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Lawn Mowing 101

For many new homeowners, lawn care may appear harder than it actually is. By using a few proper mowing techniques, you can promote your grass to grow thick and healthy, says

A lot of lawn trouble can be avoided by properly adjusting the height of your mower blade in accordance with the kind of grass you have.  Different grasses are mowed at different heights, so you must adjust your lawnmower’s blades accordingly. For example, Bermuda grass lives well at a minimum height of about 1 inch while fescue shouldn’t be cut below 2 inches.  

Commonly, lawnmowers have a height adjustment system located by the wheels. The most recommended way to cut your grass it to take off the top third of the grass blade no matter what type of grass. So before mowing, set the height of your mower blade by the height of the grass, and take off that third for the amount to be trimmed. 

When mowing it may become necessary for you to tame down some unruly grass; either you waited too long between mowing or your area received a lot of rain which stimulated your grass to grow more than usual. Simply take off that top third, wait a few days, then take off another third until you get the grass to the correct height. Letting your lawn grow too tall is hard on your mower, because it tends to clog the blades, while cutting your grass too short can shock your grass.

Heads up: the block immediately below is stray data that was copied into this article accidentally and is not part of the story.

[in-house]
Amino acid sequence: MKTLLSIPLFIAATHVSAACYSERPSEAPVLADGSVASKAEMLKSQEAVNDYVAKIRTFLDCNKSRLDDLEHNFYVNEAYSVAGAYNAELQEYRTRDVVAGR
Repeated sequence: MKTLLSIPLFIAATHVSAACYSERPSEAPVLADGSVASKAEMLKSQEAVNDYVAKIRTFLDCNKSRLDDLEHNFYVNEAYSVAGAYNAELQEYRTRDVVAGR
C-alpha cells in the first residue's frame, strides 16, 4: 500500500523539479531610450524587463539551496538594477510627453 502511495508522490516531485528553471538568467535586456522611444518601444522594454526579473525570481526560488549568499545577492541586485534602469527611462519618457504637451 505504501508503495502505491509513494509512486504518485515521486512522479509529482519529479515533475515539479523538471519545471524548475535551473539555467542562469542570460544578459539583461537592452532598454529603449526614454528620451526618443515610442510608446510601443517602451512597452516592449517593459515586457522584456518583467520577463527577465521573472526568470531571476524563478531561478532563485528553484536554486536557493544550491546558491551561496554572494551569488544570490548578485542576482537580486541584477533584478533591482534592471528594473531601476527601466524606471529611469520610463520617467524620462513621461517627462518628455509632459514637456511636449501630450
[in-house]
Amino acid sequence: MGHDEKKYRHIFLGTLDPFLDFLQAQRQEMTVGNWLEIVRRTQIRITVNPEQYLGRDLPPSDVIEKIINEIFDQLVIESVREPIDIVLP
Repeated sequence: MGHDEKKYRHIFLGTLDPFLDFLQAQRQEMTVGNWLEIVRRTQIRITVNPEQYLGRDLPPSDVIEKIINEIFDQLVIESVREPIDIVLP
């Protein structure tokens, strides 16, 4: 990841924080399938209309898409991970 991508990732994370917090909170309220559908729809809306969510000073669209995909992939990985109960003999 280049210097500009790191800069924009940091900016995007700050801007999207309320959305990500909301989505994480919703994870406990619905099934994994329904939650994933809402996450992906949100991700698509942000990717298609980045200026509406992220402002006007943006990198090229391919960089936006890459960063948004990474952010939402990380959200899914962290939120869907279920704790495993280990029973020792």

Grass turns brown because the sensitive part of the grass below the blade is exposed to too much light and thus dries out. Also, your grass’ root system has to have oxygen to better absorb nutrients and water or it turns brown and thin. Cure that by aerating your lawn with a proper aerating tool. 

To ensure maximum benefit, mow your yard, then follow through with a healthy watering a day or two before aerating. Doing so will allow the soil to clod, as it will be moist enough that you’ll actually be able to pick up soil easily. While aerating, make sure that you’re that your holes are about 2 to 6 inches apart. When you’re through aerating, water your lawn again. 

The choice of when to mow is up to you once your conditions and how often you want to mow are considered.  When in doubt, cut high and you should be fine.  Just mow often enough to prevent mulch clumps from building up on your lawn. These clumps can suffocate the underlying turf causing it to weaken in those areas. Weak turf, in turn, invites pesky weeds to take root. 

So how often should you mow? Timing your mow is important for the health of your grass as well. Mowing once a week during growing season is fine, while others might say that natural conditions, like rain or drought, will let you know when the grass is ready.